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Thursday, 9 October 1902

Mr WINTER COOKE (WANNON, VICTORIA) - It appears that the Cabinet have not made up their mind.

Mr Deakin - We have not had a chance.

Mr WINTER COOKE - But honorable members ought to have had a direct answer earlier, seeing that a trip has been mooted for some time, and that considerable criticism has resulted.

Mr Isaacs - After what the Prime Minister has said, the Cabinet will make up their minds, I have no doubt.

Mr WINTER COOKE - If any good would result from members travelling about the country, I should not oppose the expenditure of public money in that direction. It must be admitted there are amongst us many who are not able to pay the expenses of travelling over the whole of Australia, and if any good were to be gained by visits for a specific purpose, then by all means the .Commonwealth ought to pay the expense. But it is now suggested that . honorable members should go to Western Australia, to a large extent at the public expense, in order to put themselves in a position to decide as to whether or not a railway shall be constructed from Coolgardie to Esperance. Does any honorable member honestly" think that a visit to Western Australia, commencing- at Fremantle arid extending to Kalgoorlie, will give any valuable information on the point as to whether this railway should be constructed.

Mr Fowler - But surely some idea would be gained of the resources and development of the country 1

Mr WINTER COOKE - All that information can be obtained from the official statistics. The particulars as to population, agriculture, and gold production are all accessible, and there is no necessity to pay a personal visit in order to obtain the information. Moreover, the evidence which honorable members would gather would not be sworn evidence, though of course they would be able by personal observation to see something of the railways, waterworks, and palatial buildings of Kalgoorlie and Coolgardie. The same observations apply to Port Darwin.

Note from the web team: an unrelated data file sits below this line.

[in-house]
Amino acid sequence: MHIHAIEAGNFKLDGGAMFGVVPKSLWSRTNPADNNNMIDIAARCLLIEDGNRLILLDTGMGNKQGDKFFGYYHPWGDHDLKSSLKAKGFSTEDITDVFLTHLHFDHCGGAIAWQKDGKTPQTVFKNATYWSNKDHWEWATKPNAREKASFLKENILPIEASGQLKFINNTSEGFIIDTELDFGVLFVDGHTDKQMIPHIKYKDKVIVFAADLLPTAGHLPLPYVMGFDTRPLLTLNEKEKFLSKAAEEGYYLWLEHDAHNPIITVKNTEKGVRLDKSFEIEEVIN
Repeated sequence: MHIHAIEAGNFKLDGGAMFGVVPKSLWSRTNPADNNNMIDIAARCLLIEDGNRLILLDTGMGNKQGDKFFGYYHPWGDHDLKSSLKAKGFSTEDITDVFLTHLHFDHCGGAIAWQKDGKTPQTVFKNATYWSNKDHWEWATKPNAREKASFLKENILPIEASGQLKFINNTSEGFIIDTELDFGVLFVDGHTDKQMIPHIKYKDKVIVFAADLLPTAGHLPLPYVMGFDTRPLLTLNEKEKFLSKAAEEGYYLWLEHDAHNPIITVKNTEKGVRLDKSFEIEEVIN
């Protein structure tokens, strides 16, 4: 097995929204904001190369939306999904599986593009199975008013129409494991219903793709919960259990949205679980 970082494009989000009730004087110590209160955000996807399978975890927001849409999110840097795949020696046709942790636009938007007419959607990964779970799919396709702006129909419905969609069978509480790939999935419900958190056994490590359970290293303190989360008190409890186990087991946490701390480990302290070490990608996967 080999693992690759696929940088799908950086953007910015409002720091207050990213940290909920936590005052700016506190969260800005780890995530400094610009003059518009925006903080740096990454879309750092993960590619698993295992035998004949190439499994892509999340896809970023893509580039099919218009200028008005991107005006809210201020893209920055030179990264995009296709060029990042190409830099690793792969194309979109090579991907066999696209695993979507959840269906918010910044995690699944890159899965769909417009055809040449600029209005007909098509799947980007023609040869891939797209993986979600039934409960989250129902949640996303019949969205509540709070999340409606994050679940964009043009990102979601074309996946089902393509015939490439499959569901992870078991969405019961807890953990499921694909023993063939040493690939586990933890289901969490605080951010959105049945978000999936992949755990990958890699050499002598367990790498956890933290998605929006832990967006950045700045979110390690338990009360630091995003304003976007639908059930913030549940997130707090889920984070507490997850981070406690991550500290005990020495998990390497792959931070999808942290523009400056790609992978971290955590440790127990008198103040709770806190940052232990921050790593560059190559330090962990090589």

Mr Fowler - Does the honorable member never visit his estate when an employe' brings in a report 1

Mr WINTER COOKE - In the matter to which I am referring, I should certainly not go merely on my own personal observation, but would call the best sworn evidence available. In Victoria, railways for a long time were made at the instigation of Members of Parliament. Then we appointed a Railways Standing Committee which took the sworn evidence of experts and other people in regard to proposals placed before Parliament, and though mischief is still occasional]}' done, the country has suffered much less under that system than it did formerly. In the same way. this House will have to be guided chiefly by reports and sworn evidence of experts in regard to proposals for great public works, such as the improvement of the Murray River, and other matters which may be brought before us from time to time. I look upon the visit of honorable members to the suggested federal sites as a waste of money. I do not believe that it will be of any use, because I think that the House will ultimately have to decide the question upon the opinion of experts. For a similar reason I am glad that if any money at all is to be spent upon the proposed visit of members to other States the amount will not be very large. I would rather see no expenditure of the kind incurred, because

I think that no good result will come from it. It is strange that we are now being asked to consider a proposal of this kind, when in the early part of the .session the House refused to consider the expediency of appointing a Royal commission to inquire into the kanaka question, and legislated upon it in absolute ignorance, so far as the representatives of the southern States were concerned, of the surrounding conditions. In the same way, we passed legislation affecting the pearl fisheries on the northern coasts of Australia without personal knowledge of the subject. While I should not object to the expenditure of public money in obtaining information, I think that in this case, as the information obtained cannot be very much, the expense should be limited to a very small amount.

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